So I have a java hashmap like below:

hMap.put("1", "One");
hMap.put("2", "Two");
hMap.put("3", "Two");

I would like to remove ALL items where the value is "Two"

If I do something like:


Only the first one is deleted, I want to remove them all, how can this be done?



EDIT: the (significant) disadvantage with this concise approach is that you are basically forced to comment it, saying something like

// remove("Two") would only remove the first one

otherwise, some well-meaning engineer will try to simplify it for you someday and break it. This happens... sometimes the well-intentioned do-gooder is even Future You!

  • This looks good kevin, is there any way to write a debug line above to tell which keys are about to be whacked? – Anthony Webb Apr 7 '10 at 18:59
  • You might want to look into Ron's solution (or mine, if you're willing to add google-collections) if you need to log removed keys. – Jon Quarfoth Apr 7 '10 at 19:32
  • Yep, Ron's and Jon's (ha) answers are both viable if you want to know the keys you're whacking. I would tend to prefer Ron's, which traverses the map only once. – Kevin Bourrillion Apr 8 '10 at 5:07
  • Kevin, your last sentence make me think you already fell into the trap left by the Past-you :p – Alex Jul 20 '16 at 12:46
  • Rather than being forced to add a comment, adding a unit test would also help to "document" the reason for requiring removeAll – Graeme Moss Nov 20 '18 at 12:14

In Java 8

hmap.values().removeIf(val -> "Two".equals(val));
for (Iterator<Map.Entry<String,String>> it = hMap.entrySet().iterator(); it.hasNext();) {
 Map.Entry<String,String> e = it.next();
 if ("Two".equals(e.getValue())) {

  • 2
    This solution is certainly valid, but Kevin's answer is much more concise. – Jon Quarfoth Apr 7 '10 at 18:25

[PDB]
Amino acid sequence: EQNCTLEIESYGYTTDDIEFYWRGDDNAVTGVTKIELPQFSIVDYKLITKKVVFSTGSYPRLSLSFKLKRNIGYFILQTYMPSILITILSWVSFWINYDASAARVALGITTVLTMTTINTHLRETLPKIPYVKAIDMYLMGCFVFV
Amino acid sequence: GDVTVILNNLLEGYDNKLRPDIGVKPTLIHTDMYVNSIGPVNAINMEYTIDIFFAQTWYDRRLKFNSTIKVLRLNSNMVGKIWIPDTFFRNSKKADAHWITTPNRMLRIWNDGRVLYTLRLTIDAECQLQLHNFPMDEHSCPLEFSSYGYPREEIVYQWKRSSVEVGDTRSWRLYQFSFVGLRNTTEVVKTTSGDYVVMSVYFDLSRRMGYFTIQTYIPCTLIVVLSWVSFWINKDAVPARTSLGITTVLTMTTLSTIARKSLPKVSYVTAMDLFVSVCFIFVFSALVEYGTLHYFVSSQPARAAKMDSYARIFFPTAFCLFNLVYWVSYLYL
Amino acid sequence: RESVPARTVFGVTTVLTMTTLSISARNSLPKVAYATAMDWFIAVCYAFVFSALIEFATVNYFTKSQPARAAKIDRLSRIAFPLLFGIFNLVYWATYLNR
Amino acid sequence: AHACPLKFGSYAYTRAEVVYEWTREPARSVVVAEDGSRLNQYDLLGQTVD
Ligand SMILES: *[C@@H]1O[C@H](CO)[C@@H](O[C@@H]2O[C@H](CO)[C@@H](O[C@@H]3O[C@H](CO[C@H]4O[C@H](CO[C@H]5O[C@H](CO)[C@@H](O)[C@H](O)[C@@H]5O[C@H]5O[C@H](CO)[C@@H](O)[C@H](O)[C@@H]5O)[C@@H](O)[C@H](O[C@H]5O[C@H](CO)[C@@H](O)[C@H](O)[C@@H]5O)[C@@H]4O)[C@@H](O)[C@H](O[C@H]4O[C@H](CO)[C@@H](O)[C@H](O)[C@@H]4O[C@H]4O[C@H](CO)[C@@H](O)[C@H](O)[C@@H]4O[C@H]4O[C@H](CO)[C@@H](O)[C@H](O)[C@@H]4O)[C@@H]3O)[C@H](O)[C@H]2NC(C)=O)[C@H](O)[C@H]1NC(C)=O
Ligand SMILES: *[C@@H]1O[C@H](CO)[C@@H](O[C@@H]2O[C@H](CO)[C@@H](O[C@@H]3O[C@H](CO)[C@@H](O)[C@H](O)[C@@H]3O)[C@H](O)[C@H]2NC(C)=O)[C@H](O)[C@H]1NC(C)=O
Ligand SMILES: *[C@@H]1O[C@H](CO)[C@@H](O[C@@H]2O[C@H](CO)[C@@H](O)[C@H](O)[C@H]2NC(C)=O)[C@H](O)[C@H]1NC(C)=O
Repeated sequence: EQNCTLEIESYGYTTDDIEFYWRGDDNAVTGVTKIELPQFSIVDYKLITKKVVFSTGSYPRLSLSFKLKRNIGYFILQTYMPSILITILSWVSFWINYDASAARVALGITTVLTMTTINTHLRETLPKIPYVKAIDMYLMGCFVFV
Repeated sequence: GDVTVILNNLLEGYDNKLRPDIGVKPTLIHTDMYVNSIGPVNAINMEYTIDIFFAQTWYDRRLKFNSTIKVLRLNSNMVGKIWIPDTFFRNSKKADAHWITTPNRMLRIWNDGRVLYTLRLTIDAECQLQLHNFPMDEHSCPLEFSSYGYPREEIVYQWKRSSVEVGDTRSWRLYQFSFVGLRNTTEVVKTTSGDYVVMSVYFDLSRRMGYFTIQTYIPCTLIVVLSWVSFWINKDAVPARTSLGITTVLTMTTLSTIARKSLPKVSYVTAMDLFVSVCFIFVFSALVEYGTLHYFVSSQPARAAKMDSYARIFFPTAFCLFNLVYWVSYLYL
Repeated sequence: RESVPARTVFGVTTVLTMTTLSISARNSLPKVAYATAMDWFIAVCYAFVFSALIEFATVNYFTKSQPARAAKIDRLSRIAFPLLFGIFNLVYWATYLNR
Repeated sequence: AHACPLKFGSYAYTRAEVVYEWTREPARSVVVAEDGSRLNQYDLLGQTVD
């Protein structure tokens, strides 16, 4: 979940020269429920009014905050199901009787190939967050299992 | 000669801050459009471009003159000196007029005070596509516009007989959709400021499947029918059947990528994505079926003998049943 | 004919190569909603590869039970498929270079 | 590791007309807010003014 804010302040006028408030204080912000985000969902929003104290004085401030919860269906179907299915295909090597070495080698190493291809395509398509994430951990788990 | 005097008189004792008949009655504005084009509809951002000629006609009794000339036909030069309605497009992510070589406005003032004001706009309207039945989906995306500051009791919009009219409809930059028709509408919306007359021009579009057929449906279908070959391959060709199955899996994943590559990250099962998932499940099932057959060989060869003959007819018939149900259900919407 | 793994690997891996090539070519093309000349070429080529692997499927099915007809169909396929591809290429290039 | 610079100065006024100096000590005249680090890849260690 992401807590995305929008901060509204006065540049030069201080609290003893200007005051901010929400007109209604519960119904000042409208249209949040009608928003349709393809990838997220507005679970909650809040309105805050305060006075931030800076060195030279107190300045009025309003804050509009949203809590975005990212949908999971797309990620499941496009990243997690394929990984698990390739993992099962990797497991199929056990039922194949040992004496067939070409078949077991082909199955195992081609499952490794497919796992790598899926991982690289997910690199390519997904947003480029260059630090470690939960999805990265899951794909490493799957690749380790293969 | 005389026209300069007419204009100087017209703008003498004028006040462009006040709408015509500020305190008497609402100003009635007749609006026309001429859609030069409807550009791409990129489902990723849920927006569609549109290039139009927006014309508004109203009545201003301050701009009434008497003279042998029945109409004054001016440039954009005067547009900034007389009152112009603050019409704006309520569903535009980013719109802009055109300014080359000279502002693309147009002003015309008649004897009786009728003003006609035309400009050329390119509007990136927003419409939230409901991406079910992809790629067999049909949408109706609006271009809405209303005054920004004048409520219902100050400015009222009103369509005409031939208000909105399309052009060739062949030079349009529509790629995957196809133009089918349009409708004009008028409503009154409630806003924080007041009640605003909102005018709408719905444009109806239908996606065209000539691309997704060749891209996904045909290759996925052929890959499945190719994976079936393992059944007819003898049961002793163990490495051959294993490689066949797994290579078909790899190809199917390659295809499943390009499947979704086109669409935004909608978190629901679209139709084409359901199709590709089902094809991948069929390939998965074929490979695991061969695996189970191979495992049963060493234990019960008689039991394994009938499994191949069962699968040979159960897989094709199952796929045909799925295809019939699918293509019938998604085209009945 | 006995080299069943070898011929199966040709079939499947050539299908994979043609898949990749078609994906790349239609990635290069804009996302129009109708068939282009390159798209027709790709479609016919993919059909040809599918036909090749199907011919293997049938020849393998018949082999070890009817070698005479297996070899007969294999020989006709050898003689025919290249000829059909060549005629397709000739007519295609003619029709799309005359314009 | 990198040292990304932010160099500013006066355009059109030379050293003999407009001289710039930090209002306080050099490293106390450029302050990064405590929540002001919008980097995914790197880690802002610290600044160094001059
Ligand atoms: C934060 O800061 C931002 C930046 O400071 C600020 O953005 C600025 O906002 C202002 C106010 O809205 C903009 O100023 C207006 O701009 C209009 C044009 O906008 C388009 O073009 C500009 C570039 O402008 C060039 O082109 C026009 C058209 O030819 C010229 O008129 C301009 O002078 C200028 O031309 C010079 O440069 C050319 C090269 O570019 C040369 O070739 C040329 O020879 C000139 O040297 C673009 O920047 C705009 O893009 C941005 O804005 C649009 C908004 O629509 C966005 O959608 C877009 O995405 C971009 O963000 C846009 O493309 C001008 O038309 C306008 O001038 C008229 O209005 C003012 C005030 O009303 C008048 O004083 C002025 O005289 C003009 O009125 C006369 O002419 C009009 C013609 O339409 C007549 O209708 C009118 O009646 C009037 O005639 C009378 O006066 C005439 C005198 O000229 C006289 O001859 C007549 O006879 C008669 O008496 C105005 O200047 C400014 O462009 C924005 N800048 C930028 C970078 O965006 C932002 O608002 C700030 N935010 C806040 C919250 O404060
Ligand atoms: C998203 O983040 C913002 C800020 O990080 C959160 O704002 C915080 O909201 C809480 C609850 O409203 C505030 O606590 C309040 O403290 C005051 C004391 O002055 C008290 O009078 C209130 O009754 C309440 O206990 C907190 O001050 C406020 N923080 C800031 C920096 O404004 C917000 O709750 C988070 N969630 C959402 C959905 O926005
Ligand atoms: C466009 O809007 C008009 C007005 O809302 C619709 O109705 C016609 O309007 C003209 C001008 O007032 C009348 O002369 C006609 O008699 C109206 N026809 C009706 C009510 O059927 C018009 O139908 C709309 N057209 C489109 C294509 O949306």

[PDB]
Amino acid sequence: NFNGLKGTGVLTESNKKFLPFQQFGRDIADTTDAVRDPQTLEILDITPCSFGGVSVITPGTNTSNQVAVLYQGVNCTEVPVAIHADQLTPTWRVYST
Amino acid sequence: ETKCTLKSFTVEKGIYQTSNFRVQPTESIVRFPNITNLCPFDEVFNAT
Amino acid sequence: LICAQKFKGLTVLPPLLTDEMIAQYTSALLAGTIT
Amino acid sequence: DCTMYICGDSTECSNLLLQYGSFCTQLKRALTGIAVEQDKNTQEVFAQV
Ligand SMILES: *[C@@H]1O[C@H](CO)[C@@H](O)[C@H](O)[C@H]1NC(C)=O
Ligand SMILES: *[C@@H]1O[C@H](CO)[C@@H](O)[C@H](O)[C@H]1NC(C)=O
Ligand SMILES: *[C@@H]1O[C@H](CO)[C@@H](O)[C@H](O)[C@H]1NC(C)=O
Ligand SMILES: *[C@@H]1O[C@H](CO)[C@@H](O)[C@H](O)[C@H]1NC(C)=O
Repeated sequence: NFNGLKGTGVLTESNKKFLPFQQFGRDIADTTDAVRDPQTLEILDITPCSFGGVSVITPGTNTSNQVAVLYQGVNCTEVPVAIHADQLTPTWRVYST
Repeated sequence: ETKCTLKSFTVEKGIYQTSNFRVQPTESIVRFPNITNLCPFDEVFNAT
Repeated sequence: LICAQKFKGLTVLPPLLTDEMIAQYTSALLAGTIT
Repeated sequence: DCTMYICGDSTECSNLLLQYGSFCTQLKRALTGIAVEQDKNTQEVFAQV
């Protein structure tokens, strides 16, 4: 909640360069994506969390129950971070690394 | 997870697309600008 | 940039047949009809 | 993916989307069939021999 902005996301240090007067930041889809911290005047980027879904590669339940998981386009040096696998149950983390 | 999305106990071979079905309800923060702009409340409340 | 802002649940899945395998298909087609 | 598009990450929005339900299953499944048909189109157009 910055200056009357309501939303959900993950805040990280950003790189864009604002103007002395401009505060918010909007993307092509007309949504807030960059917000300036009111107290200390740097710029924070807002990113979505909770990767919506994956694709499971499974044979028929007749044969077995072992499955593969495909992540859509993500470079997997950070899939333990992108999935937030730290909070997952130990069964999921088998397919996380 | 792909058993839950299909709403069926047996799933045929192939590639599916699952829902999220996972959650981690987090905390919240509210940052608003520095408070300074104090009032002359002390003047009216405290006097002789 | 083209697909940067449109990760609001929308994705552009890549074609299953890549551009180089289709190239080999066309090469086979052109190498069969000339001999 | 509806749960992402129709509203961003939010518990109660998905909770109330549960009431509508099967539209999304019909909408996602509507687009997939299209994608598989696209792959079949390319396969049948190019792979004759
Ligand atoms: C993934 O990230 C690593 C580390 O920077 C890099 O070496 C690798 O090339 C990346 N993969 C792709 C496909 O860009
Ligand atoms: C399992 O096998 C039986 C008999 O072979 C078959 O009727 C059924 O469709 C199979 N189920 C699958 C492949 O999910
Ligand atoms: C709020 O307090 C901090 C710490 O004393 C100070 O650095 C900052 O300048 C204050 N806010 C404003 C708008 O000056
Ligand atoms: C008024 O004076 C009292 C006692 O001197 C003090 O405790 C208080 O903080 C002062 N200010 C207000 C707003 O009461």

• It can be put into a separate method, and then it doesn't matter if it's too verbose. :P – Sarge Borsch Mar 14 '14 at 15:08

You can use while( hmap.values().remove("Two") ); since the remove call returns true if the collection was changed as a result of the call.

  • this works very well, and i think is a good part of the reason why remove() returns boolean. – chris Apr 7 '10 at 16:30
  • 7
    This has quadratic performance, though. – Kevin Bourrillion Apr 7 '10 at 17:02
  • @kevin, what is "quadratic performance?" bad/good/? – Anthony Webb Apr 7 '10 at 18:44
  • 5
    @Anthony: Kevin is talking about worst-case performance. See en.wikipedia.org/wiki/Big_O_notation#Orders_of_common_functions To answer without (much) math - this solution will iterate through the elements of map n+1 times, where n is the number of values that are removed. Another solution, say Kevin's or Ron's, will only iterate through the values in the Map once. The runtime of the method would be much slower using this solution, if you were operating on very large maps. – Jon Quarfoth Apr 7 '10 at 19:07

(Updated solution for logging of removed values)

This solution uses the google-collections library [LINK]

import static com.google.common.collect.Maps.filterValues;
import static com.google.common.base.Predicates.equalTo;


Map<String, String> removedValues = filterValues(hMap, equalTo("Two"));      
System.out.println(removedValues); //Log Removed Values
removedValues.clear(); //Removes from original map, since this is a view.

Note - This solution takes advantage of the fact that the Map returned by the filterValues call is a view of the elements in the original HashMap. This allows us to examine them and log out the keys that were removed, and then remove them from the original map with a simple call to clear().

You may have reasons for not wanting to use the google-collections library in your project, but if you don't, I'd suggest checking it out.


You have to iterate through the list, look at the value object, and conditionally do the remove. Note you'll get an exception if you try to remove an object while iterating over a HashMap. Would have to make a copy of the map or use ConcurrentHashMap.

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